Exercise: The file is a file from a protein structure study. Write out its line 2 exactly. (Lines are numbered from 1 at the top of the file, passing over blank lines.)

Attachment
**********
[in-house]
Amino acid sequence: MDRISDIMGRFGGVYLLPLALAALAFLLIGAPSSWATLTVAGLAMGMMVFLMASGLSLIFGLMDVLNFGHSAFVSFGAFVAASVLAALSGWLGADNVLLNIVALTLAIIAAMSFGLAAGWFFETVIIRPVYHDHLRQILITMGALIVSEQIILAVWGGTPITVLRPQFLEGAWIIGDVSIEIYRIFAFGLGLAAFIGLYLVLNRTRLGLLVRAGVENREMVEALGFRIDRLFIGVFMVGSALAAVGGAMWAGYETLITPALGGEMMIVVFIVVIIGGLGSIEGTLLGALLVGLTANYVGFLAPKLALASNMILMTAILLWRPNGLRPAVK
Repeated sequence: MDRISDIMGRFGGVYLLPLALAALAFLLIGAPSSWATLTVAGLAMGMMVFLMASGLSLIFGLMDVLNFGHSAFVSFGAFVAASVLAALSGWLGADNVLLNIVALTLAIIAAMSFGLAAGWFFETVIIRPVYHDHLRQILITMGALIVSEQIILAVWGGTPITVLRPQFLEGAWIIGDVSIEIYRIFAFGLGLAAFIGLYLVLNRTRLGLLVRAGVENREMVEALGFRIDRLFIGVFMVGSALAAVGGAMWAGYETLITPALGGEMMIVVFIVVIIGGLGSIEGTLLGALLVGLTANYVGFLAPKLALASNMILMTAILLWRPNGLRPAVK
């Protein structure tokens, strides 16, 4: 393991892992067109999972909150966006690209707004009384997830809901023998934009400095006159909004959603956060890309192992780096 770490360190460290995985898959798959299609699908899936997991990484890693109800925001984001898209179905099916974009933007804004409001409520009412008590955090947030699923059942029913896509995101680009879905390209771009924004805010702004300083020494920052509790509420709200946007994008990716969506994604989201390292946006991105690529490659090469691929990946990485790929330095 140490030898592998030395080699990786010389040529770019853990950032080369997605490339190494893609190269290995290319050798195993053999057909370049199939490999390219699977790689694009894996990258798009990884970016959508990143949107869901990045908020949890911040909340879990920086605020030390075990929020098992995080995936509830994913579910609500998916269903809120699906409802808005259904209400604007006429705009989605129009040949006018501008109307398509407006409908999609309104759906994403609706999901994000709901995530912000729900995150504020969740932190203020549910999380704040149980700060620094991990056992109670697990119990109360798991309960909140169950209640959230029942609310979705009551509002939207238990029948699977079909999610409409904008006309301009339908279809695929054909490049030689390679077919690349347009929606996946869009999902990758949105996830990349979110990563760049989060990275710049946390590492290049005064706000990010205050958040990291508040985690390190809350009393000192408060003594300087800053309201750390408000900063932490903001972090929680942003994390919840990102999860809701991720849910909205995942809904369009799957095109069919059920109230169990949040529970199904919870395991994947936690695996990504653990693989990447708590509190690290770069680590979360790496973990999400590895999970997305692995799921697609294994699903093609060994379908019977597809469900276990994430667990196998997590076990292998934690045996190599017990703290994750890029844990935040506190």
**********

Amino acid sequence: MDRISDIMGRFGGVYLLPLALAALAFLLIGAPSSWATLTVAGLAMGMMVFLMASGLSLIFGLMDVLNFGHSAFVSFGAFVAASVLAALSGWLGADNVLLNIVALTLAIIAAMSFGLAAGWFFETVIIRPVYHDHLRQILITMGALIVSEQIILAVWGGTPITVLRPQFLEGAWIIGDVSIEIYRIFAFGLGLAAFIGLYLVLNRTRLGLLVRAGVENREMVEALGFRIDRLFIGVFMVGSALAAVGGAMWAGYETLITPALGGEMMIVVFIVVIIGGLGSIEGTLLGALLVGLTANYVGFLAPKLALASNMILMTAILLWRPNGLRPAVK